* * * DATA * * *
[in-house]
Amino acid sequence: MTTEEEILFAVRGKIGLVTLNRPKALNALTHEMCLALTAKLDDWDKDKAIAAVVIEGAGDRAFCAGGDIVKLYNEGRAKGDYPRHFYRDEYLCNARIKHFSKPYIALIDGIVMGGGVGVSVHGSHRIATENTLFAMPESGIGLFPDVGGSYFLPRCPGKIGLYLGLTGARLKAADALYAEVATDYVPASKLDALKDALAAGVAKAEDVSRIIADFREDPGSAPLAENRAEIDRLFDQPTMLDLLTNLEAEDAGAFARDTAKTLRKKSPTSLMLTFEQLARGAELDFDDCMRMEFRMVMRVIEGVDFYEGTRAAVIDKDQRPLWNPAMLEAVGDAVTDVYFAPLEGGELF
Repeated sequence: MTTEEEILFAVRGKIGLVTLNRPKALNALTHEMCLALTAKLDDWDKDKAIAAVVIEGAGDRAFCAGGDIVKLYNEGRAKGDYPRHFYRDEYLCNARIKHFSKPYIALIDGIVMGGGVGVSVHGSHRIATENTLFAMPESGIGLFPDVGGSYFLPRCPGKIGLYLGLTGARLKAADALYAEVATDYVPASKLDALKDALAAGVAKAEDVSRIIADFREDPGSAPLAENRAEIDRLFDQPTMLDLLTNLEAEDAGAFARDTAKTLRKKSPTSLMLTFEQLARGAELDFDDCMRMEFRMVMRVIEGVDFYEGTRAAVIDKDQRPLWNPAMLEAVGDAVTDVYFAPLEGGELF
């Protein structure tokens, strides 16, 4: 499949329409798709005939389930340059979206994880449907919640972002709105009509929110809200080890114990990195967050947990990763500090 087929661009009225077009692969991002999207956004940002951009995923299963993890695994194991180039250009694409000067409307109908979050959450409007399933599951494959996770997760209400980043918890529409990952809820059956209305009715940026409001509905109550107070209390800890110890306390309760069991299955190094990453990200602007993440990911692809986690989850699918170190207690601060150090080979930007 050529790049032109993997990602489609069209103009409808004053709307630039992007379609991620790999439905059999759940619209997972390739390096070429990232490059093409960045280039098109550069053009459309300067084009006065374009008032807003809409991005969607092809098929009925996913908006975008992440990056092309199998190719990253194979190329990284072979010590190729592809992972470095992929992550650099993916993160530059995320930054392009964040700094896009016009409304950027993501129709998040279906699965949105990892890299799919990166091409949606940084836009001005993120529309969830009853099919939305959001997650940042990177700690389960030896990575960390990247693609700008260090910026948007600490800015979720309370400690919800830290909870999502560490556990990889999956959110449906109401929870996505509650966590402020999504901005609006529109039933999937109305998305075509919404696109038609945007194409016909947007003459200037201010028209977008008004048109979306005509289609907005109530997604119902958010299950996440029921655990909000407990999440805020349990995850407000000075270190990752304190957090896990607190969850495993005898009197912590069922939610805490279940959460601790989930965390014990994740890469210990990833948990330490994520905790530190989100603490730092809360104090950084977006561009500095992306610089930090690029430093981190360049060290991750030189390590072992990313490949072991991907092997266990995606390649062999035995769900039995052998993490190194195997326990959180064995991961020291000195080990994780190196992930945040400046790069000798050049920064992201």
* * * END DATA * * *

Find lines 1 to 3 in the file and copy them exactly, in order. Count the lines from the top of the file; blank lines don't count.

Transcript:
[in-house]
Amino acid sequence: MTTEEEILFAVRGKIGLVTLNRPKALNALTHEMCLALTAKLDDWDKDKAIAAVVIEGAGDRAFCAGGDIVKLYNEGRAKGDYPRHFYRDEYLCNARIKHFSKPYIALIDGIVMGGGVGVSVHGSHRIATENTLFAMPESGIGLFPDVGGSYFLPRCPGKIGLYLGLTGARLKAADALYAEVATDYVPASKLDALKDALAAGVAKAEDVSRIIADFREDPGSAPLAENRAEIDRLFDQPTMLDLLTNLEAEDAGAFARDTAKTLRKKSPTSLMLTFEQLARGAELDFDDCMRMEFRMVMRVIEGVDFYEGTRAAVIDKDQRPLWNPAMLEAVGDAVTDVYFAPLEGGELF
Repeated sequence: MTTEEEILFAVRGKIGLVTLNRPKALNALTHEMCLALTAKLDDWDKDKAIAAVVIEGAGDRAFCAGGDIVKLYNEGRAKGDYPRHFYRDEYLCNARIKHFSKPYIALIDGIVMGGGVGVSVHGSHRIATENTLFAMPESGIGLFPDVGGSYFLPRCPGKIGLYLGLTGARLKAADALYAEVATDYVPASKLDALKDALAAGVAKAEDVSRIIADFREDPGSAPLAENRAEIDRLFDQPTMLDLLTNLEAEDAGAFARDTAKTLRKKSPTSLMLTFEQLARGAELDFDDCMRMEFRMVMRVIEGVDFYEGTRAAVIDKDQRPLWNPAMLEAVGDAVTDVYFAPLEGGELF